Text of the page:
Dreamweaver MX - Tips

Ctrl-U to underline your text

The Dreamweaver developers are strange people.  For some reason they want to decide what and how you and I should work.  Incredibly, they take it upon themselves to decide that we shouldn't use 'underline' -- available as Ctrl-U in every application under the sun, apart from theirs.  I don't like bossy applications, do you?

It is possible to do it.  It cost me an hour of my life finding out how, and reading interminable posts by prissy idiots who thought they knew better than I what I needed to do.

You need to use the Keyboard Shortcut editor:  Edit|Keyboard shortcuts.  This brings up a dialog box, with a Commands: Menu commands.  In the box under this is all the menu items.  Expand the Text|Style menus.  This will show various styles.  Highlight 'underline'.

Now move your mouse to the 'Shortcuts:' section and click on the little '+' button.  This will give you a blank line, and the cursor will skip to the 'Press Key:' box.  Now press Ctrl-U.  Some text will appear on the dialog box whining that it is assigned to 'Preferences.'  Ignore this and click on the 'Change' button.  A message box will pop up again whining about being assigned to something else.  Just press OK.

And, voila!  You can use Ctrl-U in design mode as you always did.

Note that the keyboard shortcut editor may whine that it has to use a copy of the default shortcuts -- let it create one automatically, then carry on.

Setting text color automatically as in Word, etc

You know that every time you want something a particular color, you have to get the Color picker up?  Instead of a single click as in normal applications?  Well ... it annoys me too!  But I've just found out how to do a bit of this.  I want quite a lot of text in red in my case, but the majority in black.

First select in design mode a bit of text you want in red.

Then display the History panel (Window|Other|History).  A panel will appear at the bottom right.  Right click on the commands, and choose 'clear history', otherwise you won't be able to see what you're doing.

Leave that as it is, and record the process of changing the colour: Commands|Start Recording.  Then do Text|Color and click on red, then OK.  Then stop recording (Commands|Stop recording).  At this point, the last entry in the history panel will be the format change (the label is 'Font color'), and it should be obvious which one it is.  Right click on that command, and choose 'Save as command'.  It will demand a name -- I chose 'Color_Red'.  Then click OK.  The new command will be under the Command menu.

You now want to give that a Keyboard short-cut.  It should be possible to use the process above for assigning Ctrl-U.  But it doesn't seem to be.  [TBA -- add more when I find out how.  Perhaps as a 'snippet']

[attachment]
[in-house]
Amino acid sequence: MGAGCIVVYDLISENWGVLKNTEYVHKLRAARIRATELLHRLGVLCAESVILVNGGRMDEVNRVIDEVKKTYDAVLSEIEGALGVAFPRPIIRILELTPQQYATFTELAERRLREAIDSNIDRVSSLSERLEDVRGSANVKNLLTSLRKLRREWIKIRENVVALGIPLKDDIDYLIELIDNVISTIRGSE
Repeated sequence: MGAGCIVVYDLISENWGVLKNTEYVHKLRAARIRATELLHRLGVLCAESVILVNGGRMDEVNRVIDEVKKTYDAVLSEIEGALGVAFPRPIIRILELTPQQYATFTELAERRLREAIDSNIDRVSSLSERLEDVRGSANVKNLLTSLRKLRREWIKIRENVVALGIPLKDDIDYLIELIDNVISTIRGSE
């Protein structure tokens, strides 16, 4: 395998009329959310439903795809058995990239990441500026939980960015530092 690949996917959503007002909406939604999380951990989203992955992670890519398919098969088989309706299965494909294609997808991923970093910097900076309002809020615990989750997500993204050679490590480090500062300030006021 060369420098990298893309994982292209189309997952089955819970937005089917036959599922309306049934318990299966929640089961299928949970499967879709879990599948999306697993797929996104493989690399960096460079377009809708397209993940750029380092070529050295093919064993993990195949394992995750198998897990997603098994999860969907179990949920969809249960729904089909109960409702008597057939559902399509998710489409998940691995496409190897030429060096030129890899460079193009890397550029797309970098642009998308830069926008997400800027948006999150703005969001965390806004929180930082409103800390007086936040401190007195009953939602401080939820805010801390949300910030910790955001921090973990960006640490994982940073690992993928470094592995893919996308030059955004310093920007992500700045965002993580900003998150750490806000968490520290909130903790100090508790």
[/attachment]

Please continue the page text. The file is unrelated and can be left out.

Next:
Superscripts

Create a snippet under text, which inserts the needed HTML.  

OK, so what is that?  (Using the Help|Using Dreamweaver, and search for snippet).  So: Window|Snippets opens a panel on the right.  Expand the Text branch, right click on Text, and choose 'New snippet'.  This opens a dialogue box.  Give it a name and a description.  Choose snippet type 'wrap selection'.

Insert Before:

<span style="position: relative; top: -1ex; font-size: 70%">

Insert After:

</span>

(It recommended that you avoid using <sup></sup> but instead use the above bit of CSS.  The reason is that SUP pushes the lines apart, which looks ugly; the CSS code does not do this.)

Then do OK.  This creates a new snippet.  To run it, double-click on the snippet name in the snippet panel.

It ought to be possible to assign a hot-key to the snippet -- again I cannot find how to do this.

Dreamweaver MX Macros - Getting Started

What is it with the people who document how to write macros in these products?   Why don't they ever tell you how to get started?  That's what this page is.  It presumes you're new to Dreamweaver -- I am -- and tells you the basics.

Where do the macros go?  How do I start writing one?

In Dreamweaver, a macro is a normal .htm file containing some javascript functions and placed in the C:\Program Files\Macromedia\Dreamweaver MX\Configuration\Commands folder.  Your macros are written in Javascript.  They do things to the document you're working on using the 'Object model' which is the same as the W3C object model for an HTML document.  There are lists of the objects you can reference in the help.  We'll outline enough to get you going below.

How do I run my macro?

If you create an empty file 'fred.htm' in that folder, when you restart Dreamweaver, there will be a new menu item 'fred' at the bottom of the Commands menu.  If you click on it, it will run.  (Of course being empty it won't do anything).

How do I tell dreamweaver to reload my macro?

Well, you can restart Dreamweaver...  Alternatively, hold down the Ctrl key, click Command, then click your macro name.  This will (usually!) force a reload from disk of the macro.

My First Macro

In your empty file fred.htm, enter the following:

<html><script>
function myfunc(){
   alert( 'hello world' );
}
</script><body onload=myfunc()></body></html>

Now reload the macro and run it.  A message box will appear.  The onload=myfunc() runs the function myfunc as soon as the HTML has been read (i.e. in the same way as in a normal HTML page).  Without something in the HTML to run the code, nothing will happen.  alert() is the normal javascript function to pop up a message.

Now you have a skeleton macro, you can put interesting stuff in the function.

My Second Macro

Let's display some bits of text.  Change fred.htm to the following:

<html><script>
function myfunc(){
   // Get the entire contents of the HTML and display it  [Step 1]
   var source = dreamweaver.getDocumentDOM("document").documentElement.outerHTML;
   alert( source );

   // Get the document